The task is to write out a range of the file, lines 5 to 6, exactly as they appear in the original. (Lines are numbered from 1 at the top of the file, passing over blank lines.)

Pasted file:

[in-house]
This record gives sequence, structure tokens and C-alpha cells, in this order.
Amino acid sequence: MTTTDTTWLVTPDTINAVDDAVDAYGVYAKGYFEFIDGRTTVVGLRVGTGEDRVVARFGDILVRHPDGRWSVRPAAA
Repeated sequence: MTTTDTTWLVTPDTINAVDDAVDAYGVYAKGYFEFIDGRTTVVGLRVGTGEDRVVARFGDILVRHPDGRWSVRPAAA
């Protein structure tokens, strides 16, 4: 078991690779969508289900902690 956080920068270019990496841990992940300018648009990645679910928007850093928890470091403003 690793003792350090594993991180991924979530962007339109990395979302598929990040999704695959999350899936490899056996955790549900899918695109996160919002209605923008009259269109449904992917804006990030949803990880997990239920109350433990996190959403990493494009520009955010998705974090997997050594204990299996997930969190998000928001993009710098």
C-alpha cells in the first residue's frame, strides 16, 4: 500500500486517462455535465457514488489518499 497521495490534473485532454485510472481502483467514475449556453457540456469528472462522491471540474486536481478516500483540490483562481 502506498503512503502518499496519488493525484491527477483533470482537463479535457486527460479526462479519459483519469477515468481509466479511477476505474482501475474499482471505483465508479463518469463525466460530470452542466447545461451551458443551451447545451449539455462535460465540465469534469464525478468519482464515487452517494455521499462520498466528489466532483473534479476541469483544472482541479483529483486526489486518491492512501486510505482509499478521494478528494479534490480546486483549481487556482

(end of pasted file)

């Protein structure tokens, strides 16, 4: 078991690779969508289900902690 956080920068270019990496841990992940300018648009990645679910928007850093928890470091403003 690793003792350090594993991180991924979530962007339109990395979302598929990040999704695959999350899936490899056996955790549900899918695109996160919002209605923008009259269109449904992917804006990030949803990880997990239920109350433990996190959403990493494009520009955010998705974090997997050594204990299996997930969190998000928001993009710098």
C-alpha cells in the first residue's frame, strides 16, 4: 500500500486517462455535465457514488489518499 497521495490534473485532454485510472481502483467514475449556453457540456469528472462522491471540474486536481478516500483540490483562481 502506498503512503502518499496519488493525484491527477483533470482537463479535457486527460479526462479519459483519469477515468481509466479511477476505474482501475474499482471505483465508479463518469463525466460530470452542466447545461451551458443551451447545451449539455462535460465540465469534469464525478468519482464515487452517494455521499462520498466528489466532483473534479476541469483544472482541479483529483486526489486518491492512501486510505482509499478521494478528494479534490480546486483549481487556482